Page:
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June 05, 2008 3:19 PM

Radio Clyde DJ Suzie McGuire is backing an NHS Greater Glasgow and Clyde campaign to improve the long-term health of mums and babies in an exclusive webcast now on the board website.
Increasing breastfeeding rates can make an important contribution and it is one of the key priorities of the Infant Feeding Strategy just launched by NHS GGC.
Mum of two Suzie speaks of her experience of breastfeeding and why she made this choice.
In her interview Suzie says: “I breastfed for six months and I would thoroughly recommend it to any mothers who are swithering whether to stick with bottles or breastfeed.
“It’s also a great way to bond with your baby.”
The webcast also includes an interview with Linda Wolfson, NHS GGC’s Infant Feeding Co-ordinator, who talks about the dual health benefits of breastfeeding for mum and baby.
Linda said: “Breastfeeding can make a major contribution to an infant’s long-term health and development, reducing the incidence of conditions such as gastroenteritis, eczema and asthma.
“It is also linked to better health outcomes for the mother, including cutting down the risks of breast and ovarian cancer, osteoporosis and obesity.”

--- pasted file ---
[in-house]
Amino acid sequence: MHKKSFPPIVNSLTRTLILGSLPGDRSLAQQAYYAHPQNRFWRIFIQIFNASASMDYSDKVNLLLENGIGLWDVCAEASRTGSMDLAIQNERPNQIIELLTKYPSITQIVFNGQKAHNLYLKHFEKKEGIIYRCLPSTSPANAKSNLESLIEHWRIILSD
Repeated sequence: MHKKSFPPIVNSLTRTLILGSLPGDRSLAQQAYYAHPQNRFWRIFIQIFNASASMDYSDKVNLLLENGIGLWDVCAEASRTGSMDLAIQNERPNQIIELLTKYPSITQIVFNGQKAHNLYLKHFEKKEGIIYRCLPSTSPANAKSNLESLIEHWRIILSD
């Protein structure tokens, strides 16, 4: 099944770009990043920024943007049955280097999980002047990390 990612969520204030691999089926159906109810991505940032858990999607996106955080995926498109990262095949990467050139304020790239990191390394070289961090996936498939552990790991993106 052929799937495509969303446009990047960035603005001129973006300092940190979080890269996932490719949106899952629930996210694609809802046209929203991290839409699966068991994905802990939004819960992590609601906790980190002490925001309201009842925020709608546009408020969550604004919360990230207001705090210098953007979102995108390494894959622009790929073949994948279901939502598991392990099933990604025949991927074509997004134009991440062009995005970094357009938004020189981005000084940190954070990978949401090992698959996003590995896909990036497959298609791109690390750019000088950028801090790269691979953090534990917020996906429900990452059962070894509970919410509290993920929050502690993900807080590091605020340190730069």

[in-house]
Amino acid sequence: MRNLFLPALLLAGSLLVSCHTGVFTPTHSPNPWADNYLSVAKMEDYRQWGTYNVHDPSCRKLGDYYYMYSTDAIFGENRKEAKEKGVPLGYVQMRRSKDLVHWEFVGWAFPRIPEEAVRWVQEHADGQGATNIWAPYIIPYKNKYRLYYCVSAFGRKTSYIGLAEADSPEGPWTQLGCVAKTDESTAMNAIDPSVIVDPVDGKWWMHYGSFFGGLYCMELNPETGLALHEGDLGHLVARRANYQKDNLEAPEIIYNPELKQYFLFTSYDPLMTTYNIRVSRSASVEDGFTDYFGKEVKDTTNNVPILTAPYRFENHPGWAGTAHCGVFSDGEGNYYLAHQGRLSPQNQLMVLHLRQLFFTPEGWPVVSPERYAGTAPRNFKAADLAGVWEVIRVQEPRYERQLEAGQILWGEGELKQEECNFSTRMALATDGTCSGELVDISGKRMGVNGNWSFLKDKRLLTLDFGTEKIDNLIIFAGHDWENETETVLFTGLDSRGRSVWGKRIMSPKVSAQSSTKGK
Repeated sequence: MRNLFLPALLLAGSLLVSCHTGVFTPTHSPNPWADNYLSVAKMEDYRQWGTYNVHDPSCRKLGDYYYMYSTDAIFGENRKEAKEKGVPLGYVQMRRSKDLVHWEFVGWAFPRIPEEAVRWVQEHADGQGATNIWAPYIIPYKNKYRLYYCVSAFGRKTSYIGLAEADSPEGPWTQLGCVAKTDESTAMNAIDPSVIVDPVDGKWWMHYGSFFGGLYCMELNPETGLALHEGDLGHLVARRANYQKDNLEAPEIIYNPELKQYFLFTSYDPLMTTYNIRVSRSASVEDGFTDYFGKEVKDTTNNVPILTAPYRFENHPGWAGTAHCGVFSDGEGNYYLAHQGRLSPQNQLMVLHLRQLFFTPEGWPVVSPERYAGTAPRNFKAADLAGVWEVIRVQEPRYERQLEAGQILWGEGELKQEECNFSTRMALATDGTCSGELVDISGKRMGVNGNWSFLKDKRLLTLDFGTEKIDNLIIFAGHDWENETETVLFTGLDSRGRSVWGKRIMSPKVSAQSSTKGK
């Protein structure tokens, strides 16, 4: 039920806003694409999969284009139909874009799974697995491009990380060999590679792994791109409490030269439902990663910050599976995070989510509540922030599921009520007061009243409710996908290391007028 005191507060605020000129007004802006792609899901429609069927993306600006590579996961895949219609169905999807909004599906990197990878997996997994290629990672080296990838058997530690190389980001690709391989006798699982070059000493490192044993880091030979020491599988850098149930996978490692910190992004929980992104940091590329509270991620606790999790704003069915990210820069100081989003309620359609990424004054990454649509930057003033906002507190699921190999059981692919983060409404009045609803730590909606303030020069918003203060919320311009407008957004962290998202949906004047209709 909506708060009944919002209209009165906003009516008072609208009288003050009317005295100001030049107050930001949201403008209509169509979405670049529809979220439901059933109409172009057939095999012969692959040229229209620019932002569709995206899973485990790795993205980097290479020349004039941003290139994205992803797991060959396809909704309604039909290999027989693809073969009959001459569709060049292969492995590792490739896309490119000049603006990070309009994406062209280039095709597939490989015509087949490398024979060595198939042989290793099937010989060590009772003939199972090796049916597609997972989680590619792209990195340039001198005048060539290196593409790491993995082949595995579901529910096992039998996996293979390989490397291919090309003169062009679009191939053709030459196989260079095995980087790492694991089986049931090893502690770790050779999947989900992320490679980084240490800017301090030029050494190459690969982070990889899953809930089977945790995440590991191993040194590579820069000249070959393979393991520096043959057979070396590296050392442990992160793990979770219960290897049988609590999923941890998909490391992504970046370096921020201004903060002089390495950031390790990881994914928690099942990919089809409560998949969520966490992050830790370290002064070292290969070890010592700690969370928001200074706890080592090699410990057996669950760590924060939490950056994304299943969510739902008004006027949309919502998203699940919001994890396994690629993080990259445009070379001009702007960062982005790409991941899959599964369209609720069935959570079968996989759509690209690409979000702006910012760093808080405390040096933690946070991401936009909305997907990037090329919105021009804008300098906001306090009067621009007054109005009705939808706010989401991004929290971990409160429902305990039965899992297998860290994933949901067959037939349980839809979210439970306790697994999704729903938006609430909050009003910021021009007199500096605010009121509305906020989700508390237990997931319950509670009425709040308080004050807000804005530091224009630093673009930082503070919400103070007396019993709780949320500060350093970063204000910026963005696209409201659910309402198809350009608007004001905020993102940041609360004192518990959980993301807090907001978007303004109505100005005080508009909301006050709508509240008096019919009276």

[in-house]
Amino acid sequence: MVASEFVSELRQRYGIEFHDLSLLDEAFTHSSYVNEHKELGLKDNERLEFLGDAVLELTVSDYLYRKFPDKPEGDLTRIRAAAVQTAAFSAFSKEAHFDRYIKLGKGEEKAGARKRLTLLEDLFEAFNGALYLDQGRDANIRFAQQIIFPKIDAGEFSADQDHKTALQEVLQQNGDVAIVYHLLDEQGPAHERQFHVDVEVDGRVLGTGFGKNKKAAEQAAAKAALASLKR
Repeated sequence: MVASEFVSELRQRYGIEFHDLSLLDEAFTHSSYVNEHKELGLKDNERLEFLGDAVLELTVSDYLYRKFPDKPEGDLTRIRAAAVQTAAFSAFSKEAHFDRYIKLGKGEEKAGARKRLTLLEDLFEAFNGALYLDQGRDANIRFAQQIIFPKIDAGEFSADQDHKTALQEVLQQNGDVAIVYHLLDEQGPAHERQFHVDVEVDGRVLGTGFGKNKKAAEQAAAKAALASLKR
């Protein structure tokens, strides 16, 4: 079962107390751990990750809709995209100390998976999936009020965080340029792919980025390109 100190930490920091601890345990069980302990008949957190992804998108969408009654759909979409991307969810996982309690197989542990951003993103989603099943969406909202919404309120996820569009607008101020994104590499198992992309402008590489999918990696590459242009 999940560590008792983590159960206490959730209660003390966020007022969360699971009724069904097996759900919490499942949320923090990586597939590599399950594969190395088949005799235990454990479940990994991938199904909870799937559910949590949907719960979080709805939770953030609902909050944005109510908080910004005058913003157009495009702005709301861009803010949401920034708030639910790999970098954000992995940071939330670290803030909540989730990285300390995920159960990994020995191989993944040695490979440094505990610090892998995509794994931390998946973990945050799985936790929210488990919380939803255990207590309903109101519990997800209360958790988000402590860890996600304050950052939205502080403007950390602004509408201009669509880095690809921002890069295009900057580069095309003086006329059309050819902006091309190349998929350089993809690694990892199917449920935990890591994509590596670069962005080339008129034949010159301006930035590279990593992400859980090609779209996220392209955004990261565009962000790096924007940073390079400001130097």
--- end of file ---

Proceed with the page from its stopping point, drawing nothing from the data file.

The strategy is aimed at promoting and supporting the best nutritional choices for all babies and infants from 0-2 years.
Over the next four years health care staff will also be working to establish lifelong healthy eating habits, increase the use of appropriate vitamin supplements, and reduce health inequalities.
The three key strands of the strategy look at providing more staff training to provide support for mums and babies, closer monitoring of standards of care and raising public awareness and acceptability of breastfeeding.
Action will also be taken to improve professional communication including a new handover of care document which will be available over the next few months at all six maternity units throughout NHS GGC.
These documents will provide health visitors with information on a child’s feeding from birth.
Public consultation has influenced the new approach via focus groups and individual responses.
Linda explained: “During the focus groups mothers made simple suggestions for improving breastfeeding support, such as having someone to sit with them for one whole breastfeed and teach them how to feed their baby.”
The target age group has been chosen because it is a critical period for infants.
Poor nutrition at this time can lead to illness and fatalities, and also cause delayed mental and motor development, impaired intellectual performance and future work capacity.
For more information contact NHS Greater Glasgow and Clyde Communications on 0141 201 4429.
For further information on the launch contact 0141 201 4429.

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Last Updated: 11 November 2021